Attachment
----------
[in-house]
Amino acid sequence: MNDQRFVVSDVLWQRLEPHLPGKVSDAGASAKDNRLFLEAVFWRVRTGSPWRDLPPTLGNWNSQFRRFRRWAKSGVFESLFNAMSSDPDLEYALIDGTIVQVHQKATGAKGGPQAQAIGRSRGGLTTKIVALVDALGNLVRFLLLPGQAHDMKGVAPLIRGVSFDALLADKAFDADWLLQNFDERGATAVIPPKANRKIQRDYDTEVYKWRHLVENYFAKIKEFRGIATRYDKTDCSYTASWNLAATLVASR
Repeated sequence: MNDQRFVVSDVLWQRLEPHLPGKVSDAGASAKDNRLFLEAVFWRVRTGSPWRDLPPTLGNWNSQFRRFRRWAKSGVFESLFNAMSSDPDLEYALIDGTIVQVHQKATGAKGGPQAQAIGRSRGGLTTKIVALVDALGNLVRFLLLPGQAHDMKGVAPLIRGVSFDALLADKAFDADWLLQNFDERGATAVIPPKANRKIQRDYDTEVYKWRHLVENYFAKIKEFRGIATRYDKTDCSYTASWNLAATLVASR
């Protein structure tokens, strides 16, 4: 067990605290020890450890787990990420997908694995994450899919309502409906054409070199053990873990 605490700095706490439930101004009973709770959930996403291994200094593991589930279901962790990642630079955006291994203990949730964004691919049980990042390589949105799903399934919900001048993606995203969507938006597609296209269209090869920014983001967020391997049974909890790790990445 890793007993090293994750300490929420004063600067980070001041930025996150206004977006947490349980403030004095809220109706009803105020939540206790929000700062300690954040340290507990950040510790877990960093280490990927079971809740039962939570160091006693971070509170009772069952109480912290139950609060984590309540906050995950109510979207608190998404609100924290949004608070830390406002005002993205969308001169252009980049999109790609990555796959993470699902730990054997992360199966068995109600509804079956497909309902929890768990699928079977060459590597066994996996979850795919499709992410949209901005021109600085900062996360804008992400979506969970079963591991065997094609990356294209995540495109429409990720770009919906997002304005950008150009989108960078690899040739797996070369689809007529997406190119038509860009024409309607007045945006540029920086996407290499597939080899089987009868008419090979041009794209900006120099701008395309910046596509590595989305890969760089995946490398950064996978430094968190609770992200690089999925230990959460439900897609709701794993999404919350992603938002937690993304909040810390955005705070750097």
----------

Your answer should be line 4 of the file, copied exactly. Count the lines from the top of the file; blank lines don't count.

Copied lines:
């Protein structure tokens, strides 16, 4: 067990605290020890450890787990990420997908694995994450899919309502409906054409070199053990873990 605490700095706490439930101004009973709770959930996403291994200094593991589930279901962790990642630079955006291994203990949730964004691919049980990042390589949105799903399934919900001048993606995203969507938006597609296209269209090869920014983001967020391997049974909890790790990445 890793007993090293994750300490929420004063600067980070001041930025996150206004977006947490349980403030004095809220109706009803105020939540206790929000700062300690954040340290507990950040510790877990960093280490990927079971809740039962939570160091006693971070509170009772069952109480912290139950609060984590309540906050995950109510979207608190998404609100924290949004608070830390406002005002993205969308001169252009980049999109790609990555796959993470699902730990054997992360199966068995109600509804079956497909309902929890768990699928079977060459590597066994996996979850795919499709992410949209901005021109600085900062996360804008992400979506969970079963591991065997094609990356294209995540495109429409990720770009919906997002304005950008150009989108960078690899040739797996070369689809007529997406190119038509860009024409309607007045945006540029920086996407290499597939080899089987009868008419090979041009794209900006120099701008395309910046596509590595989305890969760089995946490398950064996978430094968190609770992200690089999925230990959460439900897609709701794993999404919350992603938002937690993304909040810390955005705070750097």